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Effectiveness of Antidepressants: Comparative Remission Rates

Michael E. Thase, MD

Published: February 1, 2003

Article Abstract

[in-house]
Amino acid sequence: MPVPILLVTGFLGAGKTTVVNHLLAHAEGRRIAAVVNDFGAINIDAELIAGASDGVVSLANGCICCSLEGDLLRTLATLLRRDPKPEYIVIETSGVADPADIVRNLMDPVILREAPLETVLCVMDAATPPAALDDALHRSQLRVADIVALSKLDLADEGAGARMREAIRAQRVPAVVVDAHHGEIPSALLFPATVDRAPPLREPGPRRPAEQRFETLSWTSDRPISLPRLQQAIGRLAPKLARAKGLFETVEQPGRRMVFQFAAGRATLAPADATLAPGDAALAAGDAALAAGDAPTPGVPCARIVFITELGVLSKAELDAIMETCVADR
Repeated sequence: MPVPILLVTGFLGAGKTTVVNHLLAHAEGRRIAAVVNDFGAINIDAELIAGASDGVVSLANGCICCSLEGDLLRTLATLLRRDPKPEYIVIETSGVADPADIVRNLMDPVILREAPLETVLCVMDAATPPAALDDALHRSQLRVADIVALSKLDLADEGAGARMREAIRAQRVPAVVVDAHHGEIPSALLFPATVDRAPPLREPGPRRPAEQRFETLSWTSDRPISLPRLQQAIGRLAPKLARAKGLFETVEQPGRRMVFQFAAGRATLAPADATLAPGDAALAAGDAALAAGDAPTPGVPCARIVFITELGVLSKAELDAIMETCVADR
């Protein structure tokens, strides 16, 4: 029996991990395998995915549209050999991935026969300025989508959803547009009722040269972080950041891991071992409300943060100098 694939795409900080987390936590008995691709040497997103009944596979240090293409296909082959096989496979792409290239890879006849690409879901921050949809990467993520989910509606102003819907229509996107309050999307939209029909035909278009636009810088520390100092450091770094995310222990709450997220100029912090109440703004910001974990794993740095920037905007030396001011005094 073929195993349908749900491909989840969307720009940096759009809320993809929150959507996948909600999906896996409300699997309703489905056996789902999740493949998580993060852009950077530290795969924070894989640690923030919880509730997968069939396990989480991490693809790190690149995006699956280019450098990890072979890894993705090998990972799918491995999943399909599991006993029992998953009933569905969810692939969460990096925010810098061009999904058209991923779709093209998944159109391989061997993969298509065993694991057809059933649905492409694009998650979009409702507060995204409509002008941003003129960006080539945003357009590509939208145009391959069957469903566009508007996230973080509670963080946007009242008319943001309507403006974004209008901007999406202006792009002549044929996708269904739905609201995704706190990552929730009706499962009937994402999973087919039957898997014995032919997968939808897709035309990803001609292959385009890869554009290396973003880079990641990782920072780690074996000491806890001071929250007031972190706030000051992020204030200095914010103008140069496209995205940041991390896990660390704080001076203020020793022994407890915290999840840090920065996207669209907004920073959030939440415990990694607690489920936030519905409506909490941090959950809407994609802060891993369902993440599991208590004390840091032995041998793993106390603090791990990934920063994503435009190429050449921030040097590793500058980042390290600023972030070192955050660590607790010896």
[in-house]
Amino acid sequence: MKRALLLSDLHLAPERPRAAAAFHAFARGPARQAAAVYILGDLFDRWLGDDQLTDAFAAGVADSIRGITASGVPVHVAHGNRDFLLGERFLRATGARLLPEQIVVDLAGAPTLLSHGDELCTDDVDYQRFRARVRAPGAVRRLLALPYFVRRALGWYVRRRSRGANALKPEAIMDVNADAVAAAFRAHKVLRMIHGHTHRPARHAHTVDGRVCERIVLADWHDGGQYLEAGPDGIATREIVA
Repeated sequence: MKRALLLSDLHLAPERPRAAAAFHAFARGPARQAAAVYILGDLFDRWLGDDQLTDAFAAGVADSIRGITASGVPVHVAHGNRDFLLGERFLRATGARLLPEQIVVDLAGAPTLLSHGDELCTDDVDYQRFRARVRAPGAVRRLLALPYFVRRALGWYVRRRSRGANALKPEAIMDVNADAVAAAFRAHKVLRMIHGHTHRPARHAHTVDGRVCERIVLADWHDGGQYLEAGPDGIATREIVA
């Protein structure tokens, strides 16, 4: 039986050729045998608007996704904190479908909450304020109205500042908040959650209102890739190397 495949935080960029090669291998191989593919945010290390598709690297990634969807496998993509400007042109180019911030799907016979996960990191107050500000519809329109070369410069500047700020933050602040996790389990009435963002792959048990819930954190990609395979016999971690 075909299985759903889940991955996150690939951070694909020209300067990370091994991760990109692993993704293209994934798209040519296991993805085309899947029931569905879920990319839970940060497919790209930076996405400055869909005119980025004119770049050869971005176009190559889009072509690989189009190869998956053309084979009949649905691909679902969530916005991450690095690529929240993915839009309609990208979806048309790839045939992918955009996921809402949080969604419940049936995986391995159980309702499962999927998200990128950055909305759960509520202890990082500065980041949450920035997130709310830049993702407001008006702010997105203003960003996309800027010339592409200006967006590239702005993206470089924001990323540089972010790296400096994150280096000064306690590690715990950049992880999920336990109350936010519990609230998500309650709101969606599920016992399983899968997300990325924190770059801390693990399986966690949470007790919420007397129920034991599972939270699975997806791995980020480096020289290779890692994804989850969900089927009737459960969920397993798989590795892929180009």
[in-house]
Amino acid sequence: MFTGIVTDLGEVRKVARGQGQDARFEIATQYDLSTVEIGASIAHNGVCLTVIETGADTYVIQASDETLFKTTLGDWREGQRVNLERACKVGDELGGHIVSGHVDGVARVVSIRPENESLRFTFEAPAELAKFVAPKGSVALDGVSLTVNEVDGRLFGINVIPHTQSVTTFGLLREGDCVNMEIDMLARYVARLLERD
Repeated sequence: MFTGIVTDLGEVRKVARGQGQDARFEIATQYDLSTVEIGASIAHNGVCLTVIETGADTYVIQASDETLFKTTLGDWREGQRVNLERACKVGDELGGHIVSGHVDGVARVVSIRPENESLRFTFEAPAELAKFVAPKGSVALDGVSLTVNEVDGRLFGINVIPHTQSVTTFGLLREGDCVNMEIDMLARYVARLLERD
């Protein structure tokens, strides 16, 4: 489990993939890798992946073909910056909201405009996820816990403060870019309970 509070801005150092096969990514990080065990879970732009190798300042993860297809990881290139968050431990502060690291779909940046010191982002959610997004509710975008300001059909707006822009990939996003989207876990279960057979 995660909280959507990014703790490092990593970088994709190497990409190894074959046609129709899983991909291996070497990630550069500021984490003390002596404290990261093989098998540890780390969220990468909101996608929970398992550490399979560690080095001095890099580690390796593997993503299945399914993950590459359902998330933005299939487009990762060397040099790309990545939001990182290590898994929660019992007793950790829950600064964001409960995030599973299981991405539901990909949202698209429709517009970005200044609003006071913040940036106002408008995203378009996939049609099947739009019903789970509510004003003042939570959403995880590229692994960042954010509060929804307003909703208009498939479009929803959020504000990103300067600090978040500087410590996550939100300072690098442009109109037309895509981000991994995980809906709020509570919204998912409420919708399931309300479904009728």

Historically, clinical researchers have gauged the short-term effectiveness of antidepressants by responserates, which have been defined as a “significant” reduction of symptoms or a global impressionof at least moderate benefit. However, increased focus over the past decade has led many researchersto suggest that remission, i.e., a virtual elimination of depressive symptoms and restorationof psychosocial functioning, should be the primary goal of the initial phase of therapy. This articleexamines the relative efficacy of various antidepressant therapies. There is some evidence that medicationsaffecting multiple neurochemical systems, such as the tricyclics amitriptyline and clomipramine(in studies of hospitalized patients) and the more selective “dual reuptake inhibitor” venlafaxine,may result in higher rates of remission relative to other agents. Given the better tolerability of newerantidepressants relative to tricyclics, both logic and an increasing amount of data support a greaterrole for multiaction antidepressants.

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